Dental treatment is aimed at avoiding the formation of new bullae during perioperative management, and the choice of anesthetic method is one of the main issues for dentists and anesthesiologists21. Special dental concerns involve the use of soft toothbrushes and irrigation techniques. Purée diets are recommended because of the lesions involving the oral mucosa and esophagus. There is also a need for diet supplements, such as vitamins, proteins and iron in order to avoid anemia. The use of corticoids, vitamin E and immunosuppressive drugs have also been suggested for the treatment of EB1,2,14,19.

The aim of this case report is to describe the oral health condition of two patients with recessive dystrophic EB and the treatments provided.

 

CASE REPORT

Case 1

A 16-year-old Caucasian girl with recessive dystrophic EB presented to our dental school for routine treatment. According to the clinical interview, hemorrhagic blisters in the mouth had been detected since early infancy. With the patient's growing and physical development, lesions extended to the face, feet and hands. Due to her great difficulty in performing adequate oral hygiene, almost all of her teeth had been destroyed by caries lesions and were covered with dental plaque (Figure 1A and B). Her oldest sister had died one year before as a consequence of the same disease.

The patient's mental status was appropriate for her age. However, her physical development was delayed and her weight and height were compatible with that expected for a 9 year-old child. During physical examination, several blisters were observed in several areas of the body, and they quickly appeared right after mild pressure on her lips. Her fingernails and toenails were absent and her hands showed some degree of deformity. Her tongue presented no papillae. She also presented ankyloglossia and microstomia, probably due to secondary scars from repeated episodes of blistering and subsequent healing.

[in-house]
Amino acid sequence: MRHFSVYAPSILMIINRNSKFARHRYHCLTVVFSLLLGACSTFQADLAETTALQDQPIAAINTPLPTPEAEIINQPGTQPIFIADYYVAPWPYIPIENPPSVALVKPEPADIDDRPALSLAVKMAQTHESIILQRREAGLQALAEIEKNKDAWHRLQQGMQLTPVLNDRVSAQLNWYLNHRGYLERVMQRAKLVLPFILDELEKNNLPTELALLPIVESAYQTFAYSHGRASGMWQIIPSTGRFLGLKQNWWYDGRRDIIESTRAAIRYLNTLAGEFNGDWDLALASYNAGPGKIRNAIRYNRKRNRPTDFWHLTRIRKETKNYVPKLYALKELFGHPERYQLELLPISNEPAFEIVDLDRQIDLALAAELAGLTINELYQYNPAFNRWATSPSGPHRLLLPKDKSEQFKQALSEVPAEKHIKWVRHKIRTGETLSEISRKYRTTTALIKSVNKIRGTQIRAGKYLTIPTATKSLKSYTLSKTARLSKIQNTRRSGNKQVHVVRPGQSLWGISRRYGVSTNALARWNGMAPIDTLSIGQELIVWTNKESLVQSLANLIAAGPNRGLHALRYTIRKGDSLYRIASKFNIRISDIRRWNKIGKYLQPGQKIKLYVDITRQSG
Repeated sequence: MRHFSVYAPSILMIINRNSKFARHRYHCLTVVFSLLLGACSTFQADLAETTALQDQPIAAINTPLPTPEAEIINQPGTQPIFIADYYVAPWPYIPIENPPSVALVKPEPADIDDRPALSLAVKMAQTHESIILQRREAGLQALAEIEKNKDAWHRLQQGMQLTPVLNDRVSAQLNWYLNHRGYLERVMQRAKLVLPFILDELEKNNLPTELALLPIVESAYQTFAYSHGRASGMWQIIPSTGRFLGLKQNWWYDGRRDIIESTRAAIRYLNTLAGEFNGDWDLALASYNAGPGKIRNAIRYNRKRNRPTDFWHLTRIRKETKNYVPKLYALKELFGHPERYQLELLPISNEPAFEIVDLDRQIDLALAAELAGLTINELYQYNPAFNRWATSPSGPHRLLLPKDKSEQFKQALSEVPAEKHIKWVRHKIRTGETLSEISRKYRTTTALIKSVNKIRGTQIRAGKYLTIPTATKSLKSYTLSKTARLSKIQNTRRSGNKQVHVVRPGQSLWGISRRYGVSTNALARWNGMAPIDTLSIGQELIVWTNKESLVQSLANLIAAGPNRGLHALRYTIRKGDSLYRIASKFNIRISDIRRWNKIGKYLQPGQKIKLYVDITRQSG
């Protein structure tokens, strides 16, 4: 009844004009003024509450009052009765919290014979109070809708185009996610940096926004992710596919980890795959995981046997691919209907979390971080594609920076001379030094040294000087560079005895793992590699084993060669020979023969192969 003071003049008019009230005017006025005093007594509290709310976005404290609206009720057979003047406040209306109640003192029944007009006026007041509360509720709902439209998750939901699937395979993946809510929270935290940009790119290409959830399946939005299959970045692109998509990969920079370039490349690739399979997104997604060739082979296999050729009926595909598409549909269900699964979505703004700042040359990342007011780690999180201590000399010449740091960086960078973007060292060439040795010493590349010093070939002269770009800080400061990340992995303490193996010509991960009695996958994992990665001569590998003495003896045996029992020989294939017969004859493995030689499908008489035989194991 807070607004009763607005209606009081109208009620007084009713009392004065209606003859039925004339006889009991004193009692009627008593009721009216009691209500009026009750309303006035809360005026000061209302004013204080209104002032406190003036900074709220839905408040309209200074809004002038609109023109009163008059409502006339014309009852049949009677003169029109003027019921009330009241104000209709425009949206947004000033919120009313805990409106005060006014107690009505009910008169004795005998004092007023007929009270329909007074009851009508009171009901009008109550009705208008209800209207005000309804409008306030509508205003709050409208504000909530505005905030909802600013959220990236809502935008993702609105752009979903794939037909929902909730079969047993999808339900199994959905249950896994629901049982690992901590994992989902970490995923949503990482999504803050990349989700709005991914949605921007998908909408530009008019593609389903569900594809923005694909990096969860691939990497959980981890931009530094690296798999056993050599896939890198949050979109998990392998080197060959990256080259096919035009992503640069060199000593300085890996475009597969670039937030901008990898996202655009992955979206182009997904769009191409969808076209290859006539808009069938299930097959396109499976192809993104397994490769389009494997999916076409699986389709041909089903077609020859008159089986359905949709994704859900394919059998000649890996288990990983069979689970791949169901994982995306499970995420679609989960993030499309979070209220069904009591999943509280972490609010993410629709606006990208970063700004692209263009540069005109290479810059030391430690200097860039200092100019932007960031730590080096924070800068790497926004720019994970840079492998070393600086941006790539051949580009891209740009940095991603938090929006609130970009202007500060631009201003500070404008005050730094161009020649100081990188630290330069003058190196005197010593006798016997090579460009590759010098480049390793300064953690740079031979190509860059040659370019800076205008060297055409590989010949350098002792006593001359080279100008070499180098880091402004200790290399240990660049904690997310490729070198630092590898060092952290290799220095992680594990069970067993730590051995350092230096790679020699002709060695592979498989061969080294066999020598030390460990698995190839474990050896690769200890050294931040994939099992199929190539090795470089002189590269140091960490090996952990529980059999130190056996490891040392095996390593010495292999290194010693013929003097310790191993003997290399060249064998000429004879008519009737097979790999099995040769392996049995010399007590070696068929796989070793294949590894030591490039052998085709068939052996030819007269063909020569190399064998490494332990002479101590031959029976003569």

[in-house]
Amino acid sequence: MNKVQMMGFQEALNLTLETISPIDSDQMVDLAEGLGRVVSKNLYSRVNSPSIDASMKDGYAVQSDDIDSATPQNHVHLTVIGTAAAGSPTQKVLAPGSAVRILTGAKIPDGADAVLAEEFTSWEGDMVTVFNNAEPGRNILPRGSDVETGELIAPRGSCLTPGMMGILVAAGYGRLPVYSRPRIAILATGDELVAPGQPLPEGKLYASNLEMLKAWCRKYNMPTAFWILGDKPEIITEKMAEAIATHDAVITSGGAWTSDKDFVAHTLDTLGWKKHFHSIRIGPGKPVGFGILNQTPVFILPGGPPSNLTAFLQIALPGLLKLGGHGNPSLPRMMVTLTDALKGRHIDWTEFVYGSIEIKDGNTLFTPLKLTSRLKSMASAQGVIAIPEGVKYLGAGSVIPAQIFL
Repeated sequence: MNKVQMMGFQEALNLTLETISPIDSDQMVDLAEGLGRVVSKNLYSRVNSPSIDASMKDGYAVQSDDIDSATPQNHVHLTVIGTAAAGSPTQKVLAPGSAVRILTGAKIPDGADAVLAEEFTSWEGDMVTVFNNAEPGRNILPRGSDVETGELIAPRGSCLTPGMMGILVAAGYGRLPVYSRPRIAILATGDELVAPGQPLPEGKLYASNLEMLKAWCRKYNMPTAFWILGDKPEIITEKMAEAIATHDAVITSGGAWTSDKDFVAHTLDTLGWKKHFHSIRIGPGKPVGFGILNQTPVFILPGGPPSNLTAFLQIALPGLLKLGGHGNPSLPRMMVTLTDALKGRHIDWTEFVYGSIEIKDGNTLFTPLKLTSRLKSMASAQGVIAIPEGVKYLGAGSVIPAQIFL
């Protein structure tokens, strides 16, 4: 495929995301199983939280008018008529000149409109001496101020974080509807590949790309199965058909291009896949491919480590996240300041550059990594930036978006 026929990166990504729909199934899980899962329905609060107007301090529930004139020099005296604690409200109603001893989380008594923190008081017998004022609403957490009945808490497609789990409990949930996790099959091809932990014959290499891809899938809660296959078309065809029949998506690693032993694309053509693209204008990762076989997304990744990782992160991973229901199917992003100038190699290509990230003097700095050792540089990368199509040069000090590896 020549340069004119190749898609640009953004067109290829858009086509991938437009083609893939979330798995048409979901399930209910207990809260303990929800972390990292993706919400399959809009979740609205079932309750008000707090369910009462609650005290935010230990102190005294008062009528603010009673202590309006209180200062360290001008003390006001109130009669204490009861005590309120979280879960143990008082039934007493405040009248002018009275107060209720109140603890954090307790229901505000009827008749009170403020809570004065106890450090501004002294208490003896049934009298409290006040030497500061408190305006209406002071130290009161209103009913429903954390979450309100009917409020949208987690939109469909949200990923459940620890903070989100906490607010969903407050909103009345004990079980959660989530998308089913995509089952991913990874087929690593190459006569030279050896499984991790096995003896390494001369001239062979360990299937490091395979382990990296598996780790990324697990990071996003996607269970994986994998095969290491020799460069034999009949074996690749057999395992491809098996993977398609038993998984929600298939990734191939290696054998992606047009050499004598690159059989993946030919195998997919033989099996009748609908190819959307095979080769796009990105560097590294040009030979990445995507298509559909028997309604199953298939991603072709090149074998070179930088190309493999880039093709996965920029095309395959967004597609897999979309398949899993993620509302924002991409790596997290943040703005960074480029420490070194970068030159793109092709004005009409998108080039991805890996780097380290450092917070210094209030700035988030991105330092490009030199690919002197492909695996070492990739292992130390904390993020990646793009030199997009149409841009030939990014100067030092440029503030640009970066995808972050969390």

After evaluation of the panoramic radiograph (Figure 2) and intraoral examination, a treatment plan was established. Extraction of maxillary right first molar, first premolar, lateral incisor and central incisor, maxillary left central incisor, lateral incisor and first premolar, mandibular left first molar, mandibular right first and second premolars and first molar, and restorative treatment of second premolar, canine, mandibular left first premolar and mandibular right lateral incisor were recommended. At beginning of the dental treatment the patient was poorly cooperative and did not permit even a simple dental examination. The option for dental extraction as part of the treatment plan was based on the clinical limitations associated with the patient's disease. Microstomia, blister formation and the poor patient cooperation all together made the surgical procedures even more difficult and challenging. Dental plaque was disclosed and the patient was taught how to improve her oral hygiene through better brushing techniques and the additional use of a 0.12% chlorhexidine solution applied topically with a cotton bud after lunch and at bed time for 7 days.